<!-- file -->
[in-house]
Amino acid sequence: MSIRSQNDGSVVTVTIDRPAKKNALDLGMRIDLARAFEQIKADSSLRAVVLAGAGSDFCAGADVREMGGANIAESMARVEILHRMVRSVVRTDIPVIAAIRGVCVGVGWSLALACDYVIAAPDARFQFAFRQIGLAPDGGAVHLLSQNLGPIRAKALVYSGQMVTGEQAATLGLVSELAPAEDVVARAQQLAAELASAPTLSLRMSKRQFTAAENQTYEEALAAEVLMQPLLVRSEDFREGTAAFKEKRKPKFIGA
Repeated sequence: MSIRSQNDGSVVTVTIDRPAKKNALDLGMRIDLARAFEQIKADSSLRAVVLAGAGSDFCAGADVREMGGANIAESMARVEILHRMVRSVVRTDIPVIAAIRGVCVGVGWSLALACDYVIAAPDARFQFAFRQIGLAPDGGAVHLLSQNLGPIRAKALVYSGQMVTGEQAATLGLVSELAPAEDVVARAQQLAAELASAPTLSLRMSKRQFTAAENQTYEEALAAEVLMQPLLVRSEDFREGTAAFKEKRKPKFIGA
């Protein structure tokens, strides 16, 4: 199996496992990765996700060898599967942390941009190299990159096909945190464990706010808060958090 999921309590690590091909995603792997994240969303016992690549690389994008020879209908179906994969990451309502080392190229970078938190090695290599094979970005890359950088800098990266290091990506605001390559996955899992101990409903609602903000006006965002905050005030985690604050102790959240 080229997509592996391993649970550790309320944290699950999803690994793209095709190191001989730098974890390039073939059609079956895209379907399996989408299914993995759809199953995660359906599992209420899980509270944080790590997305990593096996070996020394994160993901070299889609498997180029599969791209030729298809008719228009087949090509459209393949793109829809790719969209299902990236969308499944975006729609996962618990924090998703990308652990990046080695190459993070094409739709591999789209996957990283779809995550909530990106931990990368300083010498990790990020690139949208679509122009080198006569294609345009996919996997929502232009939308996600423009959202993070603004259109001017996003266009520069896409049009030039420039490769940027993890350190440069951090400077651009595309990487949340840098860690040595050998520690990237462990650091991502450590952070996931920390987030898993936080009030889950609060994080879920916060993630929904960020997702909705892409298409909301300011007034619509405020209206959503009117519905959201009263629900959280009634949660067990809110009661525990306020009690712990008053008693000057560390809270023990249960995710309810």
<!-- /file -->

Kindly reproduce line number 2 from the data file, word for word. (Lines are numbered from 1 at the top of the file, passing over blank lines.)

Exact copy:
Amino acid sequence: MSIRSQNDGSVVTVTIDRPAKKNALDLGMRIDLARAFEQIKADSSLRAVVLAGAGSDFCAGADVREMGGANIAESMARVEILHRMVRSVVRTDIPVIAAIRGVCVGVGWSLALACDYVIAAPDARFQFAFRQIGLAPDGGAVHLLSQNLGPIRAKALVYSGQMVTGEQAATLGLVSELAPAEDVVARAQQLAAELASAPTLSLRMSKRQFTAAENQTYEEALAAEVLMQPLLVRSEDFREGTAAFKEKRKPKFIGA